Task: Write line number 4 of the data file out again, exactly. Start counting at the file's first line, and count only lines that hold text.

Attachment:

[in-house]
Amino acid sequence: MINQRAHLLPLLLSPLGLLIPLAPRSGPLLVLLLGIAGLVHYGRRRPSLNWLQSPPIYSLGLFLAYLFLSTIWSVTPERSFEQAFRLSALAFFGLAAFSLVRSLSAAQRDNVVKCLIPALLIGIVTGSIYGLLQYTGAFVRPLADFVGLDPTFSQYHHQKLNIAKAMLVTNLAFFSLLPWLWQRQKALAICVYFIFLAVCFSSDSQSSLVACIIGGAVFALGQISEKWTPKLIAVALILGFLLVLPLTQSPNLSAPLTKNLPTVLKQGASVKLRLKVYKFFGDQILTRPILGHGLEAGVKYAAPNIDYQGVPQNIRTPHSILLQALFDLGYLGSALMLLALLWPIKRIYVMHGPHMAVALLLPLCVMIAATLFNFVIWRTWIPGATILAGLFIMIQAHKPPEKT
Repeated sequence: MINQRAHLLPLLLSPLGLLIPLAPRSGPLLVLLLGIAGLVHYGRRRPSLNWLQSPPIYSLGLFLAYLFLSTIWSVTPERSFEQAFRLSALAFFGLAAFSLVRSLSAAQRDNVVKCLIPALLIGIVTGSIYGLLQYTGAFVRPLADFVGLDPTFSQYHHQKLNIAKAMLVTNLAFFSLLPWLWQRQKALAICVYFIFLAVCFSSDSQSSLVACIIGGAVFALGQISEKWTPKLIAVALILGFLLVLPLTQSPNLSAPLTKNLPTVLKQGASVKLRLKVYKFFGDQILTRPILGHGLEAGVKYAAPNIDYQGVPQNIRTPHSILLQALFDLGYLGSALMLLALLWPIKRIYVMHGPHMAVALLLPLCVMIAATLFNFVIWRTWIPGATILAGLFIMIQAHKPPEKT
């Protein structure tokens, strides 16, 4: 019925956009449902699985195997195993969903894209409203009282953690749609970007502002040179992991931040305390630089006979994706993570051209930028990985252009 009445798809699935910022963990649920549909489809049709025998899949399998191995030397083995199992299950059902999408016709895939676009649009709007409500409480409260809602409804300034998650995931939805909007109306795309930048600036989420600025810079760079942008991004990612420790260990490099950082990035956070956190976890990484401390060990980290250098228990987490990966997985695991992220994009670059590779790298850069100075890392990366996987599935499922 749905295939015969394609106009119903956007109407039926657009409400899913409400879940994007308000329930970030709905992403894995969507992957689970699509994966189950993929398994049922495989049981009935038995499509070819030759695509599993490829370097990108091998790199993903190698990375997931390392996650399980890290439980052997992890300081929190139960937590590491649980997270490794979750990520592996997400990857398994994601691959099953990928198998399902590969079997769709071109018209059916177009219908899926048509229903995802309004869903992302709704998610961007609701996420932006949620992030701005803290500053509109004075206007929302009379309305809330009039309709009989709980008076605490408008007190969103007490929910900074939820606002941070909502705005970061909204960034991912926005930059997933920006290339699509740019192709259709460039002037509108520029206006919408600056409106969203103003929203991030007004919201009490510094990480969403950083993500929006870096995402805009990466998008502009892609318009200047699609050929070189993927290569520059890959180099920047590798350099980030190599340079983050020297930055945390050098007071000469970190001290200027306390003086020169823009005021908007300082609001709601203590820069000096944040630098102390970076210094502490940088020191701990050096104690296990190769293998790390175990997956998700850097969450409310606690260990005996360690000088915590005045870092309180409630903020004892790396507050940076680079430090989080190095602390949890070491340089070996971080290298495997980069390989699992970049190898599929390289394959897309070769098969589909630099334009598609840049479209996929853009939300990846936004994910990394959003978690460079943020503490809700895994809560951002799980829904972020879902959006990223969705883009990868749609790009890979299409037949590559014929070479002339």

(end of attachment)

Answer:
């Protein structure tokens, strides 16, 4: 019925956009449902699985195997195993969903894209409203009282953690749609970007502002040179992991931040305390630089006979994706993570051209930028990985252009 009445798809699935910022963990649920549909489809049709025998899949399998191995030397083995199992299950059902999408016709895939676009649009709007409500409480409260809602409804300034998650995931939805909007109306795309930048600036989420600025810079760079942008991004990612420790260990490099950082990035956070956190976890990484401390060990980290250098228990987490990966997985695991992220994009670059590779790298850069100075890392990366996987599935499922 749905295939015969394609106009119903956007109407039926657009409400899913409400879940994007308000329930970030709905992403894995969507992957689970699509994966189950993929398994049922495989049981009935038995499509070819030759695509599993490829370097990108091998790199993903190698990375997931390392996650399980890290439980052997992890300081929190139960937590590491649980997270490794979750990520592996997400990857398994994601691959099953990928198998399902590969079997769709071109018209059916177009219908899926048509229903995802309004869903992302709704998610961007609701996420932006949620992030701005803290500053509109004075206007929302009379309305809330009039309709009989709980008076605490408008007190969103007490929910900074939820606002941070909502705005970061909204960034991912926005930059997933920006290339699509740019192709259709460039002037509108520029206006919408600056409106969203103003929203991030007004919201009490510094990480969403950083993500929006870096995402805009990466998008502009892609318009200047699609050929070189993927290569520059890959180099920047590798350099980030190599340079983050020297930055945390050098007071000469970190001290200027306390003086020169823009005021908007300082609001709601203590820069000096944040630098102390970076210094502490940088020191701990050096104690296990190769293998790390175990997956998700850097969450409310606690260990005996360690000088915590005045870092309180409630903020004892790396507050940076680079430090989080190095602390949890070491340089070996971080290298495997980069390989699992970049190898599929390289394959897309070769098969589909630099334009598609840049479209996929853009939300990846936004994910990394959003978690460079943020503490809700895994809560951002799980829904972020879902959006990223969705883009990868749609790009890979299409037949590559014929070479002339």